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Anti-lockdown protests condemned by Notley and Iveson, but they’re silent on ANTIFA

While the anti-lockdown protest and anti-racism counter-protest remained mostly peaceful, both parties engaged in back-and-forth bantering




Political leaders spent the weekend condemning anti-lockdown protesters without acknowledging the incitement to violence by counter-protesters. 

Between 1-2 p.m. on Saturday, nearly a dozen ANTIFA members attempted to agitate protesters with the intent to incite violence before larger crowds mobilized at the Alberta Leg grounds.

At 2 p.m., protest organizers thanked the police for maintaining the peace and thanked them for their service.

“Blue Lives Matter,” said one of the anti-lockdown protesters, following a friendly fist bump.

Edmonton Mayor Don Iveson earlier commented on the protest.

“I am aware of an “anti-public health measures” rally taking place at the Alberta Legislature today. COVID-19 is not a joke nor a hoax. We are in the middle of a global public health crisis,” he said.

“Wearing a mask and following other public health measures keeps people safe and saves lives.”

NDP Leader Rachel Notley said: “Outside of the Federal Building, we saw people gather under the guise of protesting COVID-19 measures.

“Many in attendance lit torches and proceeded to march around downtown Edmonton. These marches are intended to intimidate … [and] spread hate. This wasn’t about COVID-19,” she said.

Iveson also stated he was aware that some people associated with this rally might be related to known hate groups.

“Edmonton unequivocally condemns racism, misogyny and other forms of hate such speech is not welcome in our community,” he said.

Notley suggested the protest and subsequent freedom march were demonstrations of white nationalism, with a call-to-action to strengthen Alberta’s resolve and fight back against racism.

“I have received many messages about the hate-filled weekend torch march in Edmonton. Some of you have asked for clarification of my comments after some in attendance said the rally was about COVID-19. I assure you it was about much more than that. It was about spreading hate and racism,” she said in a statement to social media.

“We simply cannot allow what happened to stand.”

Neither the protesters nor the counter-protesters were socially distanced.

“Several hundred protesters converged on the Alberta Legislature for a rally today, the vast majority of whom exercised their freedom of expression peacefully and respectfully,” said Edmonton Police in a statement on Facebook.

“Only one arrest was necessary during the proceedings, which saw an adult male taken into custody for causing a disturbance at the outset of the rally.”

He was not charged and later released.

“We are grateful for the strong partnership, patience and professionalism displayed by our frontline EPS members, the Alberta Sheriffs and rally participants,” they said.

EPS didn’t address with any know white supremacists were at the rally.

While the anti-lockdown protest and anti-racism counterprotest remained mostly peaceful, both parties engaged in back-and-forth bantering consistent with similar demonstrations.

However, other anti-lockdown protestors were not as friendly as some openly harassed a local Edmonton reporter and crew on the Alberta Leg grounds.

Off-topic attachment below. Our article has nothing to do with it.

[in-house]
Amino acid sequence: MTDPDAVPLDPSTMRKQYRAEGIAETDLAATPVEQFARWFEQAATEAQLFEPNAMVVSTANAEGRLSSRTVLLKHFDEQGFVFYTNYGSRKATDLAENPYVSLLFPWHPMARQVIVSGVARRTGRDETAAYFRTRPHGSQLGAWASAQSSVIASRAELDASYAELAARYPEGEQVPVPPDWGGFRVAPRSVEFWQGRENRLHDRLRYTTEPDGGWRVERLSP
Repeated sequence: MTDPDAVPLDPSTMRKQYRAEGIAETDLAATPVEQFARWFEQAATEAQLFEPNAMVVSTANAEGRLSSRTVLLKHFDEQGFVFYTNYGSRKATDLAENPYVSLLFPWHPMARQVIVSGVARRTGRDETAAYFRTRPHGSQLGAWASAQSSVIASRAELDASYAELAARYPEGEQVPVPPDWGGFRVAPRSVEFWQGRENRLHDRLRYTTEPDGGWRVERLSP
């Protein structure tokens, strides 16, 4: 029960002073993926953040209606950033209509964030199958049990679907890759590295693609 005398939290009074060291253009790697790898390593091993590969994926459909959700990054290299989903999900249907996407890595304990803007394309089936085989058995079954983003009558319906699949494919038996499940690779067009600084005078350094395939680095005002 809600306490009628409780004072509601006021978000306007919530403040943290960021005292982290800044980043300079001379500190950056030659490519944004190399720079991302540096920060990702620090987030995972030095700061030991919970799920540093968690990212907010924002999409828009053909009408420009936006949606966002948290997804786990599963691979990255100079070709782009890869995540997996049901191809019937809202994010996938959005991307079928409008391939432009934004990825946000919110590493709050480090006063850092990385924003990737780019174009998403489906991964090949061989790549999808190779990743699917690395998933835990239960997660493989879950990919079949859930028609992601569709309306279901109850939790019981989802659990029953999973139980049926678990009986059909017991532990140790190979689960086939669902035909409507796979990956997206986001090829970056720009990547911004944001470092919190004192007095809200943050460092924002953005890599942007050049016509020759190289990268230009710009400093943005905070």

A trans-woman by the name of Valerie called out the counter-protesters for manipulating social justice for marginalized communities and politicizing the COVID-19 pandemic.

Valerie said: “There are two kinds of people in Canada: people who are [tired of] this rigged economy, this society trampling with totalitarianism, and the “paper class” who know the game is up but are clinging by their “phony little fingers” for their undeserving slice of the pie that they themselves are making shrink.”

While Valerie diverged briefly to discuss trans-issues amid her critique of ongoing public health measures, the counter-protest did not attempt to counter the positions tabled by the anti-lockdown protest.

Instead, they regurgitated common left-wing talking points. “Black Lives Matter” and “Ban White Supremacy” were the go-to phrases. 

Dhaliwal is the Western Standard’s Edmonton reporter


Walk for Freedom plans Saturday Calgary march as counter-protesters also gear up

“We do not censor people unless they’re hateful, violent or aggressive – those types of people will never get on the stage,” said Carrigan.




A Walk for Freedom in Calgary is set for Saturday as organizers of a counter-protest are urging their supporters to come to the rally wearing a disguise.

And local organizers of the walk say they are tired as being described as white supremacists.

“We respect what Premier Jason Kenney did because he didn’t go overboard, but we still say it’s too far and way too much,” said Brad Carrigan, an organizer with Walk For Freedom, referring to the premier’s statement after a rally in Edmonton last weekend.

Politicians and media are afraid that we’re supporting an anti-lockdown narrative they don’t like. They called us racist to discredit the rally and diminish our work to promote different stances on Alberta’s COVID-19 response,” he said.

“We’ve done about 20 of these rallies with large crowds, and each protest has been peaceful. We’ve always put on every poster that we are peaceful, nonviolent, and respect the police.”

“That’s our mantra – that’s the real story.”

Before Saturday’s protest in Edmonton, organizers thanked local police for being present to keep the peace between anti-lockdown protestors and anti-racism counter-protesters.

Except for one incident during the rally, Edmonton police said the protest and counter-protest were peaceful displays of free speech.

Carrigan made it clear as long as people didn’t push hateful nonsense on the stage and want to talk about the draconian measures, vaccines, etc., they were welcome to speak.

“We do not censor people unless they’re hateful, violent or aggressive – those types of people will never get on the stage,” he confirmed.